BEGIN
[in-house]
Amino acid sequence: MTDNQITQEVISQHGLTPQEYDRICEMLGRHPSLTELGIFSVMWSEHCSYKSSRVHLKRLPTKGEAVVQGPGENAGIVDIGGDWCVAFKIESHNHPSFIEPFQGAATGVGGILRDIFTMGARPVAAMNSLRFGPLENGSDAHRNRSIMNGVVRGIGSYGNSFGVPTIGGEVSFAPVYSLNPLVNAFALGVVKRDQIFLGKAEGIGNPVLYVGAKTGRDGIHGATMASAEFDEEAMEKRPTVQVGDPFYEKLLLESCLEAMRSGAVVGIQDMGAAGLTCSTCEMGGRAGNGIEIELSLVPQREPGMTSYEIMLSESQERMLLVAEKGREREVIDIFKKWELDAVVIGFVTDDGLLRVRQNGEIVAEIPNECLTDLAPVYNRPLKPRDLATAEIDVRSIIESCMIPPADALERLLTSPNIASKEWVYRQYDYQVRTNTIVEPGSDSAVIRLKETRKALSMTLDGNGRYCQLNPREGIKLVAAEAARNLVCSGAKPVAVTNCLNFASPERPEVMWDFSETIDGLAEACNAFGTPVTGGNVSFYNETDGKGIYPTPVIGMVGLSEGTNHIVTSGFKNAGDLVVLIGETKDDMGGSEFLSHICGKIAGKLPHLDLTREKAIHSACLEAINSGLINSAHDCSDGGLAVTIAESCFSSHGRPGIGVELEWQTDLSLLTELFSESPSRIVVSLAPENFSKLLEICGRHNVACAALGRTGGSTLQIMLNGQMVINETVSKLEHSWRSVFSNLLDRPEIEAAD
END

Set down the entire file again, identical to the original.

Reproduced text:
[in-house]
Amino acid sequence: MTDNQITQEVISQHGLTPQEYDRICEMLGRHPSLTELGIFSVMWSEHCSYKSSRVHLKRLPTKGEAVVQGPGENAGIVDIGGDWCVAFKIESHNHPSFIEPFQGAATGVGGILRDIFTMGARPVAAMNSLRFGPLENGSDAHRNRSIMNGVVRGIGSYGNSFGVPTIGGEVSFAPVYSLNPLVNAFALGVVKRDQIFLGKAEGIGNPVLYVGAKTGRDGIHGATMASAEFDEEAMEKRPTVQVGDPFYEKLLLESCLEAMRSGAVVGIQDMGAAGLTCSTCEMGGRAGNGIEIELSLVPQREPGMTSYEIMLSESQERMLLVAEKGREREVIDIFKKWELDAVVIGFVTDDGLLRVRQNGEIVAEIPNECLTDLAPVYNRPLKPRDLATAEIDVRSIIESCMIPPADALERLLTSPNIASKEWVYRQYDYQVRTNTIVEPGSDSAVIRLKETRKALSMTLDGNGRYCQLNPREGIKLVAAEAARNLVCSGAKPVAVTNCLNFASPERPEVMWDFSETIDGLAEACNAFGTPVTGGNVSFYNETDGKGIYPTPVIGMVGLSEGTNHIVTSGFKNAGDLVVLIGETKDDMGGSEFLSHICGKIAGKLPHLDLTREKAIHSACLEAINSGLINSAHDCSDGGLAVTIAESCFSSHGRPGIGVELEWQTDLSLLTELFSESPSRIVVSLAPENFSKLLEICGRHNVACAALGRTGGSTLQIMLNGQMVINETVSKLEHSWRSVFSNLLDRPEIEAAD